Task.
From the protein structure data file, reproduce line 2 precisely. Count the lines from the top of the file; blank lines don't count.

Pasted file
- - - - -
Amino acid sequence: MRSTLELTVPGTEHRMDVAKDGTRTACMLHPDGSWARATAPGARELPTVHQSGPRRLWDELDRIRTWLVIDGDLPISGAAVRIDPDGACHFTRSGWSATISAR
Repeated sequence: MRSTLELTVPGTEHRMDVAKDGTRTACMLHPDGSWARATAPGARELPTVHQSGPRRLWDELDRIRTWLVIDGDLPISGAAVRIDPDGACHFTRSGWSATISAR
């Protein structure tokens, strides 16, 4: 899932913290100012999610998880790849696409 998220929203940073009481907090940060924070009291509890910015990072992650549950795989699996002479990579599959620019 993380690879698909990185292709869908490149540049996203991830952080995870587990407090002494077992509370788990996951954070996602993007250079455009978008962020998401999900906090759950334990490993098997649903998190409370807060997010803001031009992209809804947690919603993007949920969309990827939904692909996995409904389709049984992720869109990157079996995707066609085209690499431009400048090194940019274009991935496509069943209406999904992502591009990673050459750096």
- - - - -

Repeated sequence: MRSTLELTVPGTEHRMDVAKDGTRTACMLHPDGSWARATAPGARELPTVHQSGPRRLWDELDRIRTWLVIDGDLPISGAAVRIDPDGACHFTRSGWSATISAR